The Great Dubai Househunt
Over the last year or so, I’ve been routinely throwing away all my spare time on a dead-end project – my office commute. That’s somewhere over 100 hours per month on one of the most misery-inducing activity on the planet.
I thought of moving closer to office, but the rents were so high that I spent most of my 100 hours debating the pros and cons of such a move. I would save some time, sure, but I’d bleed money to some random schmuck of a landlord. But wait a minute – why couldn’t I be that random schmuck? For a brief period, I toyed with the idea of tightening my belt and borrowing heavily to afford a loan for buying an apartment instead of renting. I’d still hemorrhage money, but I’d be sitting on an asset that potentially grows in value till I become a smug, condescending, wealthy jerk twirling my mustache at the less fortunate – My lifelong dream.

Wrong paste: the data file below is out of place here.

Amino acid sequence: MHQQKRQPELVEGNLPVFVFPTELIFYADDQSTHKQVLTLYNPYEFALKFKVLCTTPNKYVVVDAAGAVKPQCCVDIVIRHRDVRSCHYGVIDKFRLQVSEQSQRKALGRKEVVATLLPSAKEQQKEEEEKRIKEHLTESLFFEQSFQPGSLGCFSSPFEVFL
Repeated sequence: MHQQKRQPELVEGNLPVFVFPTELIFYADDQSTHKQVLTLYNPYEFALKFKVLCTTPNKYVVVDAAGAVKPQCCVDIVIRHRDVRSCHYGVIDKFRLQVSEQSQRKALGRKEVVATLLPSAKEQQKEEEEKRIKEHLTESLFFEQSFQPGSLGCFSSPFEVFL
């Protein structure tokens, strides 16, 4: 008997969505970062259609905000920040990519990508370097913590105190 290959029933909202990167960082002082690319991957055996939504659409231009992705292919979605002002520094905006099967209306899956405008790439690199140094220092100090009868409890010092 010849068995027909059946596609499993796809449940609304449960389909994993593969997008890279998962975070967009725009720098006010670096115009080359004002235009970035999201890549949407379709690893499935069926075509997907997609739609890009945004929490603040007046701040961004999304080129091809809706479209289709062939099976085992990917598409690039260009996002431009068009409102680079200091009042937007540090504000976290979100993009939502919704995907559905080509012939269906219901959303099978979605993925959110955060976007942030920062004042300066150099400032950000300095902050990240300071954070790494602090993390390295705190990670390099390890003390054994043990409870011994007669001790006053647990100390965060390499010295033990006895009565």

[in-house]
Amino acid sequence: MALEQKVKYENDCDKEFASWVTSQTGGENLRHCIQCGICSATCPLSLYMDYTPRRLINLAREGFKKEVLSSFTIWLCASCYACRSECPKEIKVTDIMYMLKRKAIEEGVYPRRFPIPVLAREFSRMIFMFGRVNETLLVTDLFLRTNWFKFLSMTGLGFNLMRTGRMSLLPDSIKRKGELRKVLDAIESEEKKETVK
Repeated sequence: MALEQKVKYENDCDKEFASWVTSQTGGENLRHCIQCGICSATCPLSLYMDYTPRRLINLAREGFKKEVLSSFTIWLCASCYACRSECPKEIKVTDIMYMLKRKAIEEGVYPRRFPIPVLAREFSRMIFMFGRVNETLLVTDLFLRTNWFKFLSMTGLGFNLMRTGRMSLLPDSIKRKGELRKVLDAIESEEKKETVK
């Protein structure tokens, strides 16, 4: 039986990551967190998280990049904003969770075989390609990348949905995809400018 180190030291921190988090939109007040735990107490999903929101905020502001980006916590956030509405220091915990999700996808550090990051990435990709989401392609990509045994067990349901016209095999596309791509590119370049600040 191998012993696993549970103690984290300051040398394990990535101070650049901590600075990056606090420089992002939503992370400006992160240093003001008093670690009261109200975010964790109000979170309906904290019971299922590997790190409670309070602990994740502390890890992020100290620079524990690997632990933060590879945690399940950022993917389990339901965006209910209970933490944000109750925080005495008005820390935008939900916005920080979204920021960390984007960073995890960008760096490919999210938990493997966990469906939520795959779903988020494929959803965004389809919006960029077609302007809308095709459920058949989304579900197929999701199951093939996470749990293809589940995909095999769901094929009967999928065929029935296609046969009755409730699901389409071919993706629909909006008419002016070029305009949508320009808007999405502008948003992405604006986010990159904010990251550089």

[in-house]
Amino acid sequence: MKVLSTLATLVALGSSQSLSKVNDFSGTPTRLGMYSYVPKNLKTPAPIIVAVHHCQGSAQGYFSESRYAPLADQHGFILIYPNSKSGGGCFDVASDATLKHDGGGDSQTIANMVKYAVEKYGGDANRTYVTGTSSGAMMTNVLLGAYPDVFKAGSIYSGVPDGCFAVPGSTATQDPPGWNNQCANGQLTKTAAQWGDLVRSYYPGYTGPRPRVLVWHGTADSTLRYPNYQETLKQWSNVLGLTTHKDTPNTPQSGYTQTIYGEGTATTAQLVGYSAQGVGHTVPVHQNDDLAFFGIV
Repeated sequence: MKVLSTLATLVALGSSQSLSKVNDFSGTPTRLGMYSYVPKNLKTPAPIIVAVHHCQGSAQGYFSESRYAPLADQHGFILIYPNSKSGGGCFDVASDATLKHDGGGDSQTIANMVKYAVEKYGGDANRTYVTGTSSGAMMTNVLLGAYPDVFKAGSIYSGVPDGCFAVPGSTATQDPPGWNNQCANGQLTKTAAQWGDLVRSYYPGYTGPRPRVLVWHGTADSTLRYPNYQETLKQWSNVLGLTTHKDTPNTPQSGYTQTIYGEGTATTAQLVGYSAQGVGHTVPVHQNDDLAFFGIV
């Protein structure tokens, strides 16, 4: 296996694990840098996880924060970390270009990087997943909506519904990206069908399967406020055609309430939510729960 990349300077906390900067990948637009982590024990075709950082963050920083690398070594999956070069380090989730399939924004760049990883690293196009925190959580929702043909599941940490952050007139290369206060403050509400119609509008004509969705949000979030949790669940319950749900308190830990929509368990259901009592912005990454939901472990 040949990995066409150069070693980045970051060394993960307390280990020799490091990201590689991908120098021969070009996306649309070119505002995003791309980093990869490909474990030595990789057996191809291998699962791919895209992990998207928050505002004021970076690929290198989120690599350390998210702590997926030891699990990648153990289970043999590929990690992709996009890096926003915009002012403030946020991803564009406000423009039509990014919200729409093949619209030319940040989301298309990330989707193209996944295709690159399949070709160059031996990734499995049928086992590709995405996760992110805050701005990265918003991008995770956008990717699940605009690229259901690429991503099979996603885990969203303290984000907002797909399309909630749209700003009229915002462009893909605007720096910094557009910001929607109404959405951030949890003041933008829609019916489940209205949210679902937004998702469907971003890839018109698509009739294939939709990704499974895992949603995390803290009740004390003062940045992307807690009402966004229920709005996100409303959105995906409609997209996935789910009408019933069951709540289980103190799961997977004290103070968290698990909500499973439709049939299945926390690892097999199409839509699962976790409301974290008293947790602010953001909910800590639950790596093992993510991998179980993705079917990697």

Then I did the math. It turns out I’m far less successful than I imagined. Tightening my belt would not have helped – To apply for a home loan, I would have had to sell my belt, my shoes and probably everything else to even come close to what I needed. With my mustache twirling rich-jerk goal abruptly crushed, I reverted to the more modest proposal of renting an apartment near work. It turned out I could barely afford that.
House-hunting – even if just for rent – is a crazy stunt, especially when your 100 hour work commute leaves you with just the weekends to physically go inspect the actual apartments. And it’s even MORE difficult when you’re a lazy procrastinating jackass who makes excuses to yourself to sleep in during those precious, precious weekends.
But eventually, I did it. I found a place, and I’m moving. In light of this tremendously monumental – or, if you want to be a stickler for correct English, ‘fairly routine’ – achievement, I thought I’d write about it. I would like to share with you, my reader(s), a definitive, time-tested, authoritative, expert viewpoint on what to do, what not to do, when you’re looking for renting an apartment in Dubai. I really would LIKE to do that, but I don’t have any credibility or self-awareness – I mean – remember, I actually considered buying property when I could barely afford to even rent it.